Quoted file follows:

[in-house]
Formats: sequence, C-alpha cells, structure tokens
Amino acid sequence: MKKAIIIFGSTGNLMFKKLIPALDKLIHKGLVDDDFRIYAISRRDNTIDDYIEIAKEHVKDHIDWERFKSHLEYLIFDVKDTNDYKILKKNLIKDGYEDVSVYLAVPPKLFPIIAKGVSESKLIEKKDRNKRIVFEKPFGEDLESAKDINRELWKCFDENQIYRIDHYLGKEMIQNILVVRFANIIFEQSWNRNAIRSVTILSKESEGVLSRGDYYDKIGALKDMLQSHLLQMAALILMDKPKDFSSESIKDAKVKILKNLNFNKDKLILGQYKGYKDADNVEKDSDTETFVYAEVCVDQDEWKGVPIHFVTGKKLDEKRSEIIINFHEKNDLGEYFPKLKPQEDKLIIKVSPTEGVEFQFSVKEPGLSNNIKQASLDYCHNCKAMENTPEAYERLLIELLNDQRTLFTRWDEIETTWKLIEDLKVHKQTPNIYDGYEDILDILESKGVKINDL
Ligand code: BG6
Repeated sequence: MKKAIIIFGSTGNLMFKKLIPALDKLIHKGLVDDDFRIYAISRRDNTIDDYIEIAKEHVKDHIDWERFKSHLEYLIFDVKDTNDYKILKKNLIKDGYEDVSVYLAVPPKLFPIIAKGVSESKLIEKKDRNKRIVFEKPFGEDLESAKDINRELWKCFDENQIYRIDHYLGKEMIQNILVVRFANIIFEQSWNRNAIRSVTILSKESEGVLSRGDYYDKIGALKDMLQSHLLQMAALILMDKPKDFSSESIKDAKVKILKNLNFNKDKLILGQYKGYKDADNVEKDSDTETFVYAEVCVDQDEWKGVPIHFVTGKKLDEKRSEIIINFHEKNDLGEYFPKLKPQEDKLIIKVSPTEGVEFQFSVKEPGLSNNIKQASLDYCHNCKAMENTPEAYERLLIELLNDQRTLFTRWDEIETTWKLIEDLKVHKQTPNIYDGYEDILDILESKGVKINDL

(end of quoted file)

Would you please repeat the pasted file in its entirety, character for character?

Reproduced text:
[in-house]
Formats: sequence, C-alpha cells, structure tokens
Amino acid sequence: MKKAIIIFGSTGNLMFKKLIPALDKLIHKGLVDDDFRIYAISRRDNTIDDYIEIAKEHVKDHIDWERFKSHLEYLIFDVKDTNDYKILKKNLIKDGYEDVSVYLAVPPKLFPIIAKGVSESKLIEKKDRNKRIVFEKPFGEDLESAKDINRELWKCFDENQIYRIDHYLGKEMIQNILVVRFANIIFEQSWNRNAIRSVTILSKESEGVLSRGDYYDKIGALKDMLQSHLLQMAALILMDKPKDFSSESIKDAKVKILKNLNFNKDKLILGQYKGYKDADNVEKDSDTETFVYAEVCVDQDEWKGVPIHFVTGKKLDEKRSEIIINFHEKNDLGEYFPKLKPQEDKLIIKVSPTEGVEFQFSVKEPGLSNNIKQASLDYCHNCKAMENTPEAYERLLIELLNDQRTLFTRWDEIETTWKLIEDLKVHKQTPNIYDGYEDILDILESKGVKINDL
Ligand code: BG6
Repeated sequence: MKKAIIIFGSTGNLMFKKLIPALDKLIHKGLVDDDFRIYAISRRDNTIDDYIEIAKEHVKDHIDWERFKSHLEYLIFDVKDTNDYKILKKNLIKDGYEDVSVYLAVPPKLFPIIAKGVSESKLIEKKDRNKRIVFEKPFGEDLESAKDINRELWKCFDENQIYRIDHYLGKEMIQNILVVRFANIIFEQSWNRNAIRSVTILSKESEGVLSRGDYYDKIGALKDMLQSHLLQMAALILMDKPKDFSSESIKDAKVKILKNLNFNKDKLILGQYKGYKDADNVEKDSDTETFVYAEVCVDQDEWKGVPIHFVTGKKLDEKRSEIIINFHEKNDLGEYFPKLKPQEDKLIIKVSPTEGVEFQFSVKEPGLSNNIKQASLDYCHNCKAMENTPEAYERLLIELLNDQRTLFTRWDEIETTWKLIEDLKVHKQTPNIYDGYEDILDILESKGVKINDL